It's an interesting thing to be both a person who assists others with weight loss while battling weight demons of your own. Bradley points out that the vulnerability of such a professional conundrum has worked to his advantage because it makes him more accessible to clients. It's a lot easier confessing a midnight run for cookie dough ice cream to a nutritionist who has taken that same trip many times himself than to one who is a size zero vegan.

On the other hand, what gives someone the right to dispense health information they don't follow, won't follow or can't prove works? Isn't their credibility buried underneath a mountain of excess flab?

While Bradley has since lost weight and believes he never lost clients or potential clients because he didn't look the part, he admits he wouldn't go to an obese cardiologist. Which is exactly what Joseph F. Majdan was before he dropped "epic amounts of weight" about 18 months ago.

In Majdan's case, it was his fellow doctors, not his patients, who let him know how they felt about his adiposity. Over the years, they called him names like Fat Albert and asked if his lab coats were made by Omar the Tentmaker. In one particularly cruel and damaging episode, an oncologist refused to send a patient to him dismissing him as too fat to be a good doctor. She came to see him anyway, choosing to judge him not by the depth of his fat tissue, but by the depth of his character.

"My colleagues will look at cancer and drug addiction with compassion but some cannot look at overweight in the same vein," Majdan said. If they treat one of their own with such distain, what must they think of their obese patients?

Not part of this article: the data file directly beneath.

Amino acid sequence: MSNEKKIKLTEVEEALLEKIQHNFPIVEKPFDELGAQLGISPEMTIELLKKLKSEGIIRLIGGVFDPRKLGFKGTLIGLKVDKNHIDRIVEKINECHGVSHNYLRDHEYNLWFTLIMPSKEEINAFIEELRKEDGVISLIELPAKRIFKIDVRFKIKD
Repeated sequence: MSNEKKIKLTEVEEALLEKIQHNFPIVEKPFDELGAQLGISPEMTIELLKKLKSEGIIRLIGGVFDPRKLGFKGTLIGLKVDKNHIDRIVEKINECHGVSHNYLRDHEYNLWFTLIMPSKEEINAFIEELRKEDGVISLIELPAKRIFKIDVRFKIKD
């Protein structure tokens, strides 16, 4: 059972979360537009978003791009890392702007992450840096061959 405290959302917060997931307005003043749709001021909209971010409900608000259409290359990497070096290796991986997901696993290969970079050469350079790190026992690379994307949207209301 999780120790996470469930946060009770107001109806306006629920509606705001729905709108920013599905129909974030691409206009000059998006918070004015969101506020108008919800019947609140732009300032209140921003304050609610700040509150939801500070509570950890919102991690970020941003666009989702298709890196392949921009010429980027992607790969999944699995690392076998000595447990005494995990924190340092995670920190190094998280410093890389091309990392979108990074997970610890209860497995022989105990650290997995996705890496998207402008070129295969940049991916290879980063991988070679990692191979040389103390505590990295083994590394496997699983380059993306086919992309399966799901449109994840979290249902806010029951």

Majdan said that in a way, fat has become a civil rights issue. "It's one of the last remaining prejudices where it's PC to make jokes at someone's expense. Perhaps that's why it's easy to be so judgmental about fat health experts," he said.

You can poke at the soft belly of your fat nutritionist or doctor (or nurse or personal trainer) and accuse them of being a hypocrite like a divorced marriage counselor or barber with bad haircut. It's easy to be dismissive if you've never fought against the complex cocktail of DNA, environment, health habits and dozens of other factors that make fat cling to our bodies.

Even when you've done everything right, you sometimes still come out on the gaining end. Going to school and learning all you can does not exempt you from the biological struggle. It doesn't.

Both Bradley and Majdan say their desire to be at an ideal weight wasn't a response to any criticism. Like you and me, they wanted to be healthy and feel good about themselves. Perhaps this makes them ideal health experts: Someone who once was fat but now is thin.

This provides them with a good understanding of what 66 percent of the population who are overweight and obese go through on a daily basis, but allows them to look the part of the stick-thin genetic lottery winner. It's a lose-win scenario.

Copyright 2011 ABC News Radio

ABC News Radio